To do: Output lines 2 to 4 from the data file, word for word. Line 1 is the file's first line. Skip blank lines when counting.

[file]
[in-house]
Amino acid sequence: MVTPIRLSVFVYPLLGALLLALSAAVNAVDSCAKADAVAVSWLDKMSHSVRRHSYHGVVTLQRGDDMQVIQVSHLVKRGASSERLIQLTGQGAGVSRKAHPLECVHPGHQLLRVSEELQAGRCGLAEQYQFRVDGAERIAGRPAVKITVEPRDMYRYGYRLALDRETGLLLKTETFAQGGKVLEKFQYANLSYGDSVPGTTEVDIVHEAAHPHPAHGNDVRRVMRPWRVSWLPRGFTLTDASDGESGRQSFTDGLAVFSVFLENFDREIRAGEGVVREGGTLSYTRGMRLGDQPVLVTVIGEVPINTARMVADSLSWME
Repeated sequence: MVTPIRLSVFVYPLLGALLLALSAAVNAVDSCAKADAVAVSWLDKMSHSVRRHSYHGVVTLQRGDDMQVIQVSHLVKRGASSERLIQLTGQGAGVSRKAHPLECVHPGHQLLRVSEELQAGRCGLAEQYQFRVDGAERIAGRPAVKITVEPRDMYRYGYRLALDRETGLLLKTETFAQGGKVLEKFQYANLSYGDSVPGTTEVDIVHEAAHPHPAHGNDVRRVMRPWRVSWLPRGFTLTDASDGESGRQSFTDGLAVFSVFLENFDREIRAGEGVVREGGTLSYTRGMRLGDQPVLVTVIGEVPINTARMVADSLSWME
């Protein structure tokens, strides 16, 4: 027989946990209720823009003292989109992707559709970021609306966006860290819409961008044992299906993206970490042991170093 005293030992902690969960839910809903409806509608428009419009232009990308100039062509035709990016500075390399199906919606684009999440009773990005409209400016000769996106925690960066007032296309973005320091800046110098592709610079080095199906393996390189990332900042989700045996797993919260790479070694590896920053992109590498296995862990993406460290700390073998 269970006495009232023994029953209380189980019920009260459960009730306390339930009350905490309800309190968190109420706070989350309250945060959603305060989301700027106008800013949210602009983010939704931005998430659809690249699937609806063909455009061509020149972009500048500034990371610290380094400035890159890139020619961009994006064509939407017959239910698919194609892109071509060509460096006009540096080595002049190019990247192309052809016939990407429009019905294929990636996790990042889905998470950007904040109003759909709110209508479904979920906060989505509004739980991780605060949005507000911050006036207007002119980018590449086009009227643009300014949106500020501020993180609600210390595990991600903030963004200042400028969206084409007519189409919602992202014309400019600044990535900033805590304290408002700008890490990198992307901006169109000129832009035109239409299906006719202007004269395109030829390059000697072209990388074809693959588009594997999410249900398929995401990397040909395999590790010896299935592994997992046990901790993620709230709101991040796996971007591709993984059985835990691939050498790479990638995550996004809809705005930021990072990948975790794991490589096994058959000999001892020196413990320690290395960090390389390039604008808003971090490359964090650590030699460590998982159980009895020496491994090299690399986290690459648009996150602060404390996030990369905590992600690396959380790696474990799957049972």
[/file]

Amino acid sequence: MVTPIRLSVFVYPLLGALLLALSAAVNAVDSCAKADAVAVSWLDKMSHSVRRHSYHGVVTLQRGDDMQVIQVSHLVKRGASSERLIQLTGQGAGVSRKAHPLECVHPGHQLLRVSEELQAGRCGLAEQYQFRVDGAERIAGRPAVKITVEPRDMYRYGYRLALDRETGLLLKTETFAQGGKVLEKFQYANLSYGDSVPGTTEVDIVHEAAHPHPAHGNDVRRVMRPWRVSWLPRGFTLTDASDGESGRQSFTDGLAVFSVFLENFDREIRAGEGVVREGGTLSYTRGMRLGDQPVLVTVIGEVPINTARMVADSLSWME
Repeated sequence: MVTPIRLSVFVYPLLGALLLALSAAVNAVDSCAKADAVAVSWLDKMSHSVRRHSYHGVVTLQRGDDMQVIQVSHLVKRGASSERLIQLTGQGAGVSRKAHPLECVHPGHQLLRVSEELQAGRCGLAEQYQFRVDGAERIAGRPAVKITVEPRDMYRYGYRLALDRETGLLLKTETFAQGGKVLEKFQYANLSYGDSVPGTTEVDIVHEAAHPHPAHGNDVRRVMRPWRVSWLPRGFTLTDASDGESGRQSFTDGLAVFSVFLENFDREIRAGEGVVREGGTLSYTRGMRLGDQPVLVTVIGEVPINTARMVADSLSWME
């Protein structure tokens, strides 16, 4: 027989946990209720823009003292989109992707559709970021609306966006860290819409961008044992299906993206970490042991170093 005293030992902690969960839910809903409806509608428009419009232009990308100039062509035709990016500075390399199906919606684009999440009773990005409209400016000769996106925690960066007032296309973005320091800046110098592709610079080095199906393996390189990332900042989700045996797993919260790479070694590896920053992109590498296995862990993406460290700390073998 269970006495009232023994029953209380189980019920009260459960009730306390339930009350905490309800309190968190109420706070989350309250945060959603305060989301700027106008800013949210602009983010939704931005998430659809690249699937609806063909455009061509020149972009500048500034990371610290380094400035890159890139020619961009994006064509939407017959239910698919194609892109071509060509460096006009540096080595002049190019990247192309052809016939990407429009019905294929990636996790990042889905998470950007904040109003759909709110209508479904979920906060989505509004739980991780605060949005507000911050006036207007002119980018590449086009009227643009300014949106500020501020993180609600210390595990991600903030963004200042400028969206084409007519189409919602992202014309400019600044990535900033805590304290408002700008890490990198992307901006169109000129832009035109239409299906006719202007004269395109030829390059000697072209990388074809693959588009594997999410249900398929995401990397040909395999590790010896299935592994997992046990901790993620709230709101991040796996971007591709993984059985835990691939050498790479990638995550996004809809705005930021990072990948975790794991490589096994058959000999001892020196413990320690290395960090390389390039604008808003971090490359964090650590030699460590998982159980009895020496491994090299690399986290690459648009996150602060404390996030990369905590992600690396959380790696474990799957049972």